An air of menace and a cloud of controversy accompany the arrival of Todd Phillips' "Joker" like a thick perfume. That, in itself, could be something to celebrate. Danger isn't a quality often found in the sanitized corporate-made movies of today, least of all in the safe, fan-friendly world of comic-book films.
"Joker" though, is a calculatedly combustible concoction, designed, like its chaos-creating character, to cause a stir. To provoke and distort. I wish it was as radical as it thinks it is.
Instead, "Joker" is a mesmerizing, misjudged attempt to marry the madness of a disturbed individual to today's violent and clownish times. It's a shallow, under-examined movie that renders the dark descent of a troubled man with an operatic fervor. That this feels so familiar, like the backstories of countless unhinged gunmen that so populate our tragedy-filled newspapers, could be seen as a powerful and grim reflection of today. Since the film has already so stuck a nerve, perhaps it is. But conjuring psychosis for the sake of a pre-determined origin story, make "Joker" feel cavalier and opportunistic. Its danger, really, is no deeper than a clown's make-up.
The template of "Joker" isn't anything from the comics (Phillips wrote the film with Scott Silver) but a pair of Martin Scorsese films about twisted loners: "Taxi Driver" and "The King of Comedy." To make the point, Phillips has cast Robert De Niro, the star of both of those films, as a late-night host whose show Arthur Fleck (Joaquin Phoenix), our Joker-to-be, dreams of being on. Phillips, the maker of male comedies about clung-to adolescence ("Road Trip," "Old School," "The Hangover"), has elevated the Joker from DC Comics villain to '70s-movie anti-hero.
The Arthur we meet is a clown-for-hire and a wannabe stand-up. In the opening scene, he's caking his face with makeup in front of a mirror. His smile already has a plainly forced, unnatural form. It's the crooked outward manifestation of Arthur's anguish. Laughter is the symptom of his heavily medicated disturbia ("All I have is negative thoughts," he tells his social-services case worker), a product, we learn, of a childhood of abuse. To those who look at him strangely, he hands a card informing them that he laughs inappropriately, like a condition of Tourette's.
We are, immediately, in a realm very far from the spandexed world of superhero movies. Where there is usually superficial shine, in the human-sized, adult-oriented "Joker" there is grit and grime. It's 1981 in Gotham, but the fictional city has never been so unmistakably New York, home also to Scorsese's Travis Bickle and Rupert Pupkin. Due to a strike, garbage has piled up on the sidewalks. Reports of "super rats" have hit the tabloids. While twirling a sign on the sidewalk ("Everything Must Go"), Arthur is harassed by a group of teenagers and then beaten and mugged in a nearby alleyway.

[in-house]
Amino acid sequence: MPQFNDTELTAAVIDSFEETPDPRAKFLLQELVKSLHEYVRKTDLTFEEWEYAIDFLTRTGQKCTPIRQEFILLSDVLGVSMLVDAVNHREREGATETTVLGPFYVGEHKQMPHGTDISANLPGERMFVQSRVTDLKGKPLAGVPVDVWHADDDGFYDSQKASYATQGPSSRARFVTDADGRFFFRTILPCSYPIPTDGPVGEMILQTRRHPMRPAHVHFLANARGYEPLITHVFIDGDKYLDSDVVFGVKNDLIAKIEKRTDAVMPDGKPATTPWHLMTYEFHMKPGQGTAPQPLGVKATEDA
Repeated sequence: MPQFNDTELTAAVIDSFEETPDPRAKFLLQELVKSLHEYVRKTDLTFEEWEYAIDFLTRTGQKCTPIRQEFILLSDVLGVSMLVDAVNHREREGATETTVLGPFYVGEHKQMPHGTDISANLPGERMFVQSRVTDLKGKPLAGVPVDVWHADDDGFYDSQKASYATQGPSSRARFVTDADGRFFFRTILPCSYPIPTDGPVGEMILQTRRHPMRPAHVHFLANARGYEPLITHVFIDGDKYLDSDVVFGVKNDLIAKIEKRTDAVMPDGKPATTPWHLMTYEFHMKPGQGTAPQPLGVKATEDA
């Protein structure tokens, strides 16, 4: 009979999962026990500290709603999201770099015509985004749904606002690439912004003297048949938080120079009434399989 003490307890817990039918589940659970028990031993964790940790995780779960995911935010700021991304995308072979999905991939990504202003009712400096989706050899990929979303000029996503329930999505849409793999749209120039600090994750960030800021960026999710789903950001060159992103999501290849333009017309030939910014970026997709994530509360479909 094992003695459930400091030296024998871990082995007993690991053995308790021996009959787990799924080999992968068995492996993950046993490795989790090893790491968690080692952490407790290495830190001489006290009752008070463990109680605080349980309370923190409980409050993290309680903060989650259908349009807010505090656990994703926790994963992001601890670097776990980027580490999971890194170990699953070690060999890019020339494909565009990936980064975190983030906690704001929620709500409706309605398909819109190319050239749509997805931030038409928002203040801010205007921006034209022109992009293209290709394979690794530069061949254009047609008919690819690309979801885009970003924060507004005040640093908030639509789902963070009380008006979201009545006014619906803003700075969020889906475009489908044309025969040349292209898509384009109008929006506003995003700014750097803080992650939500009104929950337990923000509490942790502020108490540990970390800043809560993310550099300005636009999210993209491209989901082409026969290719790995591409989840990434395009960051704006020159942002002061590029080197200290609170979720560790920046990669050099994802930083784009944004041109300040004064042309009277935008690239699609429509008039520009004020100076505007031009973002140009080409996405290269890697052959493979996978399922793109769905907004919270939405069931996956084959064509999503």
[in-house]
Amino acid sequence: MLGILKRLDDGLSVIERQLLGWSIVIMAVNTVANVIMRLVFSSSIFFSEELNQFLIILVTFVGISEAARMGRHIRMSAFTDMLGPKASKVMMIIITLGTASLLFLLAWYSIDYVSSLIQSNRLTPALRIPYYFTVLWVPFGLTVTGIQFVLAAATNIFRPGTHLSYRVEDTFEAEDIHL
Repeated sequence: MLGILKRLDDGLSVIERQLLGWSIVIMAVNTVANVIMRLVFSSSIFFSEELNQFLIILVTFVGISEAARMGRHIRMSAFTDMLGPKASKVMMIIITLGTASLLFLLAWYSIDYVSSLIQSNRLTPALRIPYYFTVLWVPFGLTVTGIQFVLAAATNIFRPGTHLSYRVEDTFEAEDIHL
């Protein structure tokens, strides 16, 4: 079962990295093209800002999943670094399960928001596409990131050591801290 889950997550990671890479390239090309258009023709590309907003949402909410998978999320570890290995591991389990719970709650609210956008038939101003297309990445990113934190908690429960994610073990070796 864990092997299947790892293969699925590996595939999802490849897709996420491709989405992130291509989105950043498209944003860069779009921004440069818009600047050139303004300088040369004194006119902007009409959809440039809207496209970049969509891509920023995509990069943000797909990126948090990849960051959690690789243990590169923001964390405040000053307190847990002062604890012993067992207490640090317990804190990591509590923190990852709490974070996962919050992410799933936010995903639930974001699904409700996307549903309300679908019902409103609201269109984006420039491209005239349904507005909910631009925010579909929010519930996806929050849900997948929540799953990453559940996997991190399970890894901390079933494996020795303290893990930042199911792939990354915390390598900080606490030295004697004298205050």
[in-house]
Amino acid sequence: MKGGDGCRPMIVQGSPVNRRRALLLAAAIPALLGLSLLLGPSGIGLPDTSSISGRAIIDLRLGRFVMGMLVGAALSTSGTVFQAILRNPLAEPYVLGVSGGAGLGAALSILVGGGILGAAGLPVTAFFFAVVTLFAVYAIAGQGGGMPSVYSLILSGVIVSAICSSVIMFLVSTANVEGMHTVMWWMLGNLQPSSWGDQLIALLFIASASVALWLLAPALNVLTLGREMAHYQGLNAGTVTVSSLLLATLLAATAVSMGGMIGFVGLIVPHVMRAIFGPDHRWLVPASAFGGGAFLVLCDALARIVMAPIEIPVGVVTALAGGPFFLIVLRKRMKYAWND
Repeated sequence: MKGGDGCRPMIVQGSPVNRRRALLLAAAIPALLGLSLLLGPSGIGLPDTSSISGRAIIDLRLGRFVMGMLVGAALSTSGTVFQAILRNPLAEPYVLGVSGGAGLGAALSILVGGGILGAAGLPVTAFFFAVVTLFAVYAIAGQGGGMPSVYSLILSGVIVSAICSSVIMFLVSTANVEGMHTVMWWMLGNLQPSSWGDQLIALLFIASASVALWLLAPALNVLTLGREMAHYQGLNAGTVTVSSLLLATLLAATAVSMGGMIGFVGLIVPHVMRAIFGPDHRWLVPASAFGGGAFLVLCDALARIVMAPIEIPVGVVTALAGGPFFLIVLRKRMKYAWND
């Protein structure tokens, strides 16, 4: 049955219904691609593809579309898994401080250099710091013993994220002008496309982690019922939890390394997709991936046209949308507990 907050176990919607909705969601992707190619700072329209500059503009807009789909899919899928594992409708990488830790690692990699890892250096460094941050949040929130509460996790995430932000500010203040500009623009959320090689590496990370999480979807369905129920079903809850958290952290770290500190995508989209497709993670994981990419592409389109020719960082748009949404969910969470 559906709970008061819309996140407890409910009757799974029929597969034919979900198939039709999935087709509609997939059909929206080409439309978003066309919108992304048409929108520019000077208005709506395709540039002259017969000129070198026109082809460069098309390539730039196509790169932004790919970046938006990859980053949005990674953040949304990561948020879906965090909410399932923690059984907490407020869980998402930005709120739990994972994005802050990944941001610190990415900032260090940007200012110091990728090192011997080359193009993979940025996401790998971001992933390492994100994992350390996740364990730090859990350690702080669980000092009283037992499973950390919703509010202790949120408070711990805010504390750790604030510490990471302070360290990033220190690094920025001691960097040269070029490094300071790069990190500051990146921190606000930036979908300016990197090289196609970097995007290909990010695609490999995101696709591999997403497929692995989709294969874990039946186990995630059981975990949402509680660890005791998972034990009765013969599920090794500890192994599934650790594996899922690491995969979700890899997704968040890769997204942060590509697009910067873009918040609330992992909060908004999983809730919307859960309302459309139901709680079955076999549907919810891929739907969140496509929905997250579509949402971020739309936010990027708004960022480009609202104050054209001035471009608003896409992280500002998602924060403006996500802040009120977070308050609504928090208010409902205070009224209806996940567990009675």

For Arthur, everything has already gone. His life is pitiful and unrelentingly bleak. Athur lives with his mother (Frances Conroy). His tenuous grip on employment slips away when a gun, given to him by a coworker after the mugging, slides out of his pants while entertaining children at a hospital.
Phoenix, among the finest actors working, is dramatically thinner here, turning him sinewy and sinister. His face and movement holds the movie together. It's impossible to look away from an actor so fully, so hypnotically throwing himself into a character, even if there's an acting-class self-consciousness to the whole production, one surely indebted in spirit to Heath Ledger's whole-body transformation in "The Dark Knight." But Phoenix has also been better with similarly broken souls in films like "The Master" and "The Immigrant."
In close-up, Phoenix's smiles are ghastly. He chokes on his laughter. He's been raised to smile through pain, tragically divorcing himself from expressing his emotions.
"Joker" is driven not by any outside force but the ominous sense of something bad welling up in the unloved Arthur. Having won our sympathy through endless indignities, we begin to almost root for him to lash out. When he does, one night on a nearly empty subway (a subterranean gloom pervades the whole film), Arthur has, in a troubling way, self-actualized. This is, of course, who he's meant to be. And it's that leap, from self-pity wallowing to wanton revenge meted out on a sick society, that has made "Joker" rightfully debated. Rather than surround Arthur's horrifying transformation with context, alternatives or rays of light, whether they fall on him or not, "Joker" simply hitches a ride on his freefall in mania.
There's a moment when the film could have charted a different path toward a deeper character study. Instead, it gets on with what needs to happen, the chaos necessary to unlock, with a cold-blooded smothering and point-blank shooting. Arthur's pain and psychosis has been offered up, in the end, not to lead to any understanding of his condition, but for its violent release, and to link to the required comic-book architecture.
It's a testament to the potency of Phillips' vision that "Joker" has already become such a talking point. Phillips and Phoenix have made something to reckon with, certainly, and that alone makes it a bold exception in a frustratingly safe genre. But its biggest danger is in not illustrating but catering to a world gone mad. You have to ask, in the end, why so serious?